Sometimes, when driving, I listen to a learn-to-speak-French CD, one of those language programs where you repeat phrases spoken in French. One of the phrases is "Je ne parle pas anglais, je parle American" ("I don't speak English, I speak American.") I smile every time I hear it, for it's certainly true. And then there is the matter of we in the South with our own lingua franca.
The American political class has failed the country, and should be fired. That is the clearest message from the summer surge of Bernie Sanders and the remarkable rise of Donald Trump.
Thursday afternoon, a Kroger employee passed out bottles of water to grateful shoppers.
Apparently four of the Starkville Board of Aldermen are still convinced they deserve a whopping 33 percent additional pay for the staggering amount of part time work they do for their constituents. If you detect sarcasm in my tone, we're communicating.
Current quibbling over what Jeb Bush meant when he said it's time to phase out and replace Medicare -- as opposed to "attacking the seniors," as one woman at a recent event bellowed out -- will soon seem quaint against the realities of our future.
Pretty much since it came into office in 2014, the current Starkville Board of Aldermen have been concerned about the financial welfare of those who work for the city.
It is good to be President Barack Obama these days.
State auditor Stacey Pickering has spent the last week dismissing allegations he used money donated to his campaign for personal use as little more than smear tactics by a desperate opponent, aided by a former Pickering campaign worker with inside knowledge of his campaign.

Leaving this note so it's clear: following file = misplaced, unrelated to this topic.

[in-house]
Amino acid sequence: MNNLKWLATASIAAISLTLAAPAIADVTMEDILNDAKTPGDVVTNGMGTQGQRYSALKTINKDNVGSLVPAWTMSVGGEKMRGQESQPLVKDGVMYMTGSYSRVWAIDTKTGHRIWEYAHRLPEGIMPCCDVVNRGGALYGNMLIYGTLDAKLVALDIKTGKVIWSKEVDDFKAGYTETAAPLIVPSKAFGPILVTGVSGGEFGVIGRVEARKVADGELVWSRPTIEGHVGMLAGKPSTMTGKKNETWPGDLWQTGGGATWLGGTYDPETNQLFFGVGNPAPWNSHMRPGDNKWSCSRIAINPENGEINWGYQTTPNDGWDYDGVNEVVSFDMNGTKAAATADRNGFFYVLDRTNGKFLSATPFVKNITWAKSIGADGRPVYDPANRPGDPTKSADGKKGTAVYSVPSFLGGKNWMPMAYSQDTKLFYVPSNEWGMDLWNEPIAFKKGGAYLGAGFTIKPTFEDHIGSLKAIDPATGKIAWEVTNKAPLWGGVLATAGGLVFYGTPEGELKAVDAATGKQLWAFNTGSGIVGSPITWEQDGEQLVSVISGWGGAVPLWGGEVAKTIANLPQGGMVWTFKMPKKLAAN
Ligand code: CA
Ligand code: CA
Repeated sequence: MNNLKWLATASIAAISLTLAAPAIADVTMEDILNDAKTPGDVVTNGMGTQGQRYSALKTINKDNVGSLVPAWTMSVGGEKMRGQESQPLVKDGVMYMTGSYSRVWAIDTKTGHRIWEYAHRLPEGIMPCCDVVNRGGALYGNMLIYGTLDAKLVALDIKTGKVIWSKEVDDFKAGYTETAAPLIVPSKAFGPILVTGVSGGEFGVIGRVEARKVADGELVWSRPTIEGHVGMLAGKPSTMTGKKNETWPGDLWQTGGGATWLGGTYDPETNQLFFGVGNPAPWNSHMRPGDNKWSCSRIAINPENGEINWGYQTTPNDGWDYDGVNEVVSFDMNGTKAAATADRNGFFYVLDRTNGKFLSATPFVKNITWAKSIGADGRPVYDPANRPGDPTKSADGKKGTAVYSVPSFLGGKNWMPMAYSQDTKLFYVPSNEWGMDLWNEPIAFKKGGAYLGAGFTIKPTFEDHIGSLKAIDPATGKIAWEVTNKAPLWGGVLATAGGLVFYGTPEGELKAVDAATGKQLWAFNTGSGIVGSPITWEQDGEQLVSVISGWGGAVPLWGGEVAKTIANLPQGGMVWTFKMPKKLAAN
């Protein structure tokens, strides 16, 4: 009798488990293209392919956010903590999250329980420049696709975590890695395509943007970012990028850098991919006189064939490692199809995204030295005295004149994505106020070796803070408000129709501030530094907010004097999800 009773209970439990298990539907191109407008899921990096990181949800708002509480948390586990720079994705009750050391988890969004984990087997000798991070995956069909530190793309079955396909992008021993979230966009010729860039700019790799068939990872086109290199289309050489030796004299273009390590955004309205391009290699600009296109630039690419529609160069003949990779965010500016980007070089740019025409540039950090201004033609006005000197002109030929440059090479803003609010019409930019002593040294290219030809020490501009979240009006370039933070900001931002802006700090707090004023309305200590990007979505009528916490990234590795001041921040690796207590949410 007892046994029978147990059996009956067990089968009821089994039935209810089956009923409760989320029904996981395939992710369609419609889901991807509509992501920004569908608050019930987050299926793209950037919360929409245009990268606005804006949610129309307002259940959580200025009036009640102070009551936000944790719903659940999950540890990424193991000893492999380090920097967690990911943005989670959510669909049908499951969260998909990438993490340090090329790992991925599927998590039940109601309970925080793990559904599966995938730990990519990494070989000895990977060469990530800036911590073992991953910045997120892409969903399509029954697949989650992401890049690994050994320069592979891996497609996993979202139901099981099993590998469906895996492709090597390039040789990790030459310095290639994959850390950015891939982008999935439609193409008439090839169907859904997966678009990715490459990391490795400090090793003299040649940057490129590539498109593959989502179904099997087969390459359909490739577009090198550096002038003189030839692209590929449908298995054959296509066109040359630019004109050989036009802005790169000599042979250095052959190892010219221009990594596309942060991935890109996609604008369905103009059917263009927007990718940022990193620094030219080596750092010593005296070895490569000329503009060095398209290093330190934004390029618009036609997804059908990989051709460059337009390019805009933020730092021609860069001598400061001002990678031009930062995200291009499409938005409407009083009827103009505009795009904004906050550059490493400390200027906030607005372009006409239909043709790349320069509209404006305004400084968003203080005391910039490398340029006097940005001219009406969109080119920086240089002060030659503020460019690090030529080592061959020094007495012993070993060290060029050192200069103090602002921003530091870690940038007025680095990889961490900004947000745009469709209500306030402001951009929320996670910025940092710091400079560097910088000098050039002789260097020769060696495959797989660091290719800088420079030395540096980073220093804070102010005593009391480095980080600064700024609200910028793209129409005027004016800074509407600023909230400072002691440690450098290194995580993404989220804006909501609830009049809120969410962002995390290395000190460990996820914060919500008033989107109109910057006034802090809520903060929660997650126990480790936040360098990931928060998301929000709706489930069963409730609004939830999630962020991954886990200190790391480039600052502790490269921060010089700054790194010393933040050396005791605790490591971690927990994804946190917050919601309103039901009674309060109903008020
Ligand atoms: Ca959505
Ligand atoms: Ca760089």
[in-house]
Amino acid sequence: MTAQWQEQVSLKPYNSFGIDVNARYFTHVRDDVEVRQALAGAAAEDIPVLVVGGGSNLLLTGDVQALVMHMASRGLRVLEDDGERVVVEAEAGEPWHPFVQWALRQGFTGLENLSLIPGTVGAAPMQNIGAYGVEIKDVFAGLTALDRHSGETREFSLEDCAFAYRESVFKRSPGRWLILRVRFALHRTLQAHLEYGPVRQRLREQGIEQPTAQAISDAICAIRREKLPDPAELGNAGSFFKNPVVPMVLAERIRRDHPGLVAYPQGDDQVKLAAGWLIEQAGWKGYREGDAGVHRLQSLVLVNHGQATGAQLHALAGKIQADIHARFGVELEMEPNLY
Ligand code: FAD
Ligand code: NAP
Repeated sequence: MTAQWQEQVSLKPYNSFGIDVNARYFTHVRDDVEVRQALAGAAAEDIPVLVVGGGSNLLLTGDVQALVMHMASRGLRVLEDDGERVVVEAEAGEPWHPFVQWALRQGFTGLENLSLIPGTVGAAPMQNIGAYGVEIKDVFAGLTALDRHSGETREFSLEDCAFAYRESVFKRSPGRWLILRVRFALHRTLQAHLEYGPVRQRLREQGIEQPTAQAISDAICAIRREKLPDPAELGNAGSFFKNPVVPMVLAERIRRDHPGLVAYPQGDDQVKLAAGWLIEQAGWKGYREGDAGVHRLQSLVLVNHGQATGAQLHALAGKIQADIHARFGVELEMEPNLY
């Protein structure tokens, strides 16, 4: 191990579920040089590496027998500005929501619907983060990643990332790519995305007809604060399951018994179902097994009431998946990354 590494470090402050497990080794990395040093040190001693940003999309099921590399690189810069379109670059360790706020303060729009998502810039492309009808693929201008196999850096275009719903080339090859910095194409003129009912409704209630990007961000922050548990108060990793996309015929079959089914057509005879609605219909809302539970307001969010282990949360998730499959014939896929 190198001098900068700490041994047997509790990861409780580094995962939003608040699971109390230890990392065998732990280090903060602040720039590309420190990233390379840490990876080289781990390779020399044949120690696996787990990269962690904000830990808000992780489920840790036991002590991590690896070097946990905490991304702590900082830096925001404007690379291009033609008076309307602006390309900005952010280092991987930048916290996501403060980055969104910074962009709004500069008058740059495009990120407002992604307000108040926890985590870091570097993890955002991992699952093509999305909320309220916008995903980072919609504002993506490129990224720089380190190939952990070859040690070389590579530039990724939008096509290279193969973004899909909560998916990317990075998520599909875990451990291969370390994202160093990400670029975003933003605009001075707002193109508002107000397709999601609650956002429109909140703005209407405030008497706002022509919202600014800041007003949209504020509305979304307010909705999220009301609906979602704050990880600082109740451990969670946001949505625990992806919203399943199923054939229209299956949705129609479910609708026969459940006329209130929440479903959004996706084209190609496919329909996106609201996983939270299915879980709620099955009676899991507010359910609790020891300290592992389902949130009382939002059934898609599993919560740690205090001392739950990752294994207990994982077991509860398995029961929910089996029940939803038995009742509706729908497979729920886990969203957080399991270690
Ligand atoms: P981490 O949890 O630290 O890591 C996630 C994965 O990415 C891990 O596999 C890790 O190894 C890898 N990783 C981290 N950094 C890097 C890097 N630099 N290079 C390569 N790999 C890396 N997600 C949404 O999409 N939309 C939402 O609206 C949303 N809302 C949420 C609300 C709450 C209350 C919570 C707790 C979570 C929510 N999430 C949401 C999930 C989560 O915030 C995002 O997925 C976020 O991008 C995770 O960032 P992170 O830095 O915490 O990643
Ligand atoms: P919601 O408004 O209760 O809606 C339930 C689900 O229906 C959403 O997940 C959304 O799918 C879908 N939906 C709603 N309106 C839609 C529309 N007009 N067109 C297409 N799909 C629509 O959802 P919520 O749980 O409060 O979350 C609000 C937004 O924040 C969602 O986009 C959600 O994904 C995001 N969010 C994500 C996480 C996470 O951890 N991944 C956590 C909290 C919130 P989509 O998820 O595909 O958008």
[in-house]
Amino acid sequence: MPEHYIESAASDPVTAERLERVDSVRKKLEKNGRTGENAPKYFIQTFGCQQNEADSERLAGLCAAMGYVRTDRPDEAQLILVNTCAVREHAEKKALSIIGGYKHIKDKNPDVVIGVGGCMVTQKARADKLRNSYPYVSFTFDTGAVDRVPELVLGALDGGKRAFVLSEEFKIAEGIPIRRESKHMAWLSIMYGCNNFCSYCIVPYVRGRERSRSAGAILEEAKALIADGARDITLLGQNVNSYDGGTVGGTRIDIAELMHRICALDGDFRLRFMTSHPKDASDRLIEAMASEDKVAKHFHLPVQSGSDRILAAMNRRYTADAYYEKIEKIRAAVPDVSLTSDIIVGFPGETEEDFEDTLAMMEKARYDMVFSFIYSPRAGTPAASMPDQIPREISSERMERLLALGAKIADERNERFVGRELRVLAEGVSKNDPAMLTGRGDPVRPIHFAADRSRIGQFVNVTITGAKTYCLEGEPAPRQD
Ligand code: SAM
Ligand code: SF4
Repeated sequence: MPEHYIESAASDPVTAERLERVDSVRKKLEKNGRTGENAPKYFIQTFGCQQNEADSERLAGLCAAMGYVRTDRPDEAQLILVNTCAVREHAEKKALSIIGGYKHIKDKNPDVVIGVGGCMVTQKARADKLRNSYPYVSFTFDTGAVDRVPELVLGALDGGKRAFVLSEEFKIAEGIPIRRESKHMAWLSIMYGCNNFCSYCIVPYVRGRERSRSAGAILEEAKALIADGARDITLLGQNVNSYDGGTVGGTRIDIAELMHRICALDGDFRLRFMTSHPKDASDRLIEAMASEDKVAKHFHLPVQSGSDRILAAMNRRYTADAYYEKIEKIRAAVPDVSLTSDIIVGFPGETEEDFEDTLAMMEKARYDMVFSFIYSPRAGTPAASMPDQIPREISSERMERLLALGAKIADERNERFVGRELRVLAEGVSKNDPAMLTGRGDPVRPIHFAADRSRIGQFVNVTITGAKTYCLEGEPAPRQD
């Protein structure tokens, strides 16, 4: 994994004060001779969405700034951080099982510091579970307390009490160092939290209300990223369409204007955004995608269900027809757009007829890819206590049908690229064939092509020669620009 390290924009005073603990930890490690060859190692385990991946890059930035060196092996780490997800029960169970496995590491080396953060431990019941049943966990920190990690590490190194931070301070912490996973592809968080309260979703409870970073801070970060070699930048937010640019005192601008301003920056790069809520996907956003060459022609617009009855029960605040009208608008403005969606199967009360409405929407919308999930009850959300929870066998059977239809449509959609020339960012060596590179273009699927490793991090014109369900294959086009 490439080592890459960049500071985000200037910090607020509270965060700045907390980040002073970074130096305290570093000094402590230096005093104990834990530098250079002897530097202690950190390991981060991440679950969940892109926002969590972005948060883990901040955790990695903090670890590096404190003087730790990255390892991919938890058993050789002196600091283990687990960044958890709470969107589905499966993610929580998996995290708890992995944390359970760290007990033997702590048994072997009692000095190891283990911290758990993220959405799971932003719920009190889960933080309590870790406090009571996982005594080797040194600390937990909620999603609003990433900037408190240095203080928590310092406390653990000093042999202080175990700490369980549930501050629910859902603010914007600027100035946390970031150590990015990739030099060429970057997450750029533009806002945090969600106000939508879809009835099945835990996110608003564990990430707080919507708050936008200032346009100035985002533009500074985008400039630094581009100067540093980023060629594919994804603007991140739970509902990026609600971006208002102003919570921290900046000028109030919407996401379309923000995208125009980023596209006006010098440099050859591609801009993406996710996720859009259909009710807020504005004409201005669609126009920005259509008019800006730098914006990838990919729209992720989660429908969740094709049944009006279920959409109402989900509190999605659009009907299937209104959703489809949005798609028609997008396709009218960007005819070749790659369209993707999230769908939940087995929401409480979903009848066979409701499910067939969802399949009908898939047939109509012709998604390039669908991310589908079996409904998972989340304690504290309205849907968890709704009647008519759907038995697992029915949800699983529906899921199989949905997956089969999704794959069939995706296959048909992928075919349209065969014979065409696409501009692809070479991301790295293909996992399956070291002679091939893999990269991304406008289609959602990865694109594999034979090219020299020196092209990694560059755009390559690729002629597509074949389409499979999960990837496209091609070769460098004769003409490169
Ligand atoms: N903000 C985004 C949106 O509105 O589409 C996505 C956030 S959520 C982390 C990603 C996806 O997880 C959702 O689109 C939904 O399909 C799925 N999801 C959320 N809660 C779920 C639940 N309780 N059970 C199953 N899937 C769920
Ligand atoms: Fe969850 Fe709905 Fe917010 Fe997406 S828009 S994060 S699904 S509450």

This will not be a column about Sandra Bland, although it could be.
It's a pretty tough time to be a good cop.
There's a saying that politics makes strange bedfellows, meaning people usually at odds sometimes find themselves working together.
When Sandra Bullock, in the 1995 movie "The Net," played a computer nerd whose identity was stolen and replaced by a criminal's identity, I developed a fear of losing my fingerprints. I considered taking my own fingerprints and putting them in a lockbox.
My mother wasn't known for her cooking skills. She made a pretty good casserole or two and had a baked bean recipe that I remember fondly, but at home I lived off of cheese toast and pop tarts starting at an early age.
It is truly mind boggling what fools the Southern Co. execs in Atlanta think Mississippians are. As the power company's ill-conceived Kemper science project goes down the tube, it is resorting to the grossest of scare tactics.
It's election time and once again sparks are flying.
I had a conversation with my professor and mentor, Berkley Hudson, before I came to Mississippi. Berkley is a journalism professor at the University of Missouri, but he grew up in Columbus and has spent a good part of his academic career on a project centered around this town.
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4. Editorial cartoon for 9-21-17 NATIONAL COLUMNS
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